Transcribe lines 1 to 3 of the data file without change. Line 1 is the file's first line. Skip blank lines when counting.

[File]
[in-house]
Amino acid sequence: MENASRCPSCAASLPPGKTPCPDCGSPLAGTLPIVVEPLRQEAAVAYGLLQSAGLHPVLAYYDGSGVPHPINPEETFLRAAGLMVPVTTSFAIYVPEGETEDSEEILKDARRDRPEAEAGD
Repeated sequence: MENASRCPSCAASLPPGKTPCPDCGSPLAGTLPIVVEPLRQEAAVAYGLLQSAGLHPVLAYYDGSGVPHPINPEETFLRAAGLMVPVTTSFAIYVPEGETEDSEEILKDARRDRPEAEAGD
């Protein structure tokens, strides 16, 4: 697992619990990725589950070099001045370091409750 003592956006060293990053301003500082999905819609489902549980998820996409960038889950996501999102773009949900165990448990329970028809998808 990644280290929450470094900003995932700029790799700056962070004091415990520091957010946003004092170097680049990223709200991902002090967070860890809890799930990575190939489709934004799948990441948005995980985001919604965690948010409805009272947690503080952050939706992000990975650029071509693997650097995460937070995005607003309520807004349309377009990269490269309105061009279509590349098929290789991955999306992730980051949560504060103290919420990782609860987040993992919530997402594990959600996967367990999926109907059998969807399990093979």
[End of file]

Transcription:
[in-house]
Amino acid sequence: MENASRCPSCAASLPPGKTPCPDCGSPLAGTLPIVVEPLRQEAAVAYGLLQSAGLHPVLAYYDGSGVPHPINPEETFLRAAGLMVPVTTSFAIYVPEGETEDSEEILKDARRDRPEAEAGD
Repeated sequence: MENASRCPSCAASLPPGKTPCPDCGSPLAGTLPIVVEPLRQEAAVAYGLLQSAGLHPVLAYYDGSGVPHPINPEETFLRAAGLMVPVTTSFAIYVPEGETEDSEEILKDARRDRPEAEAGD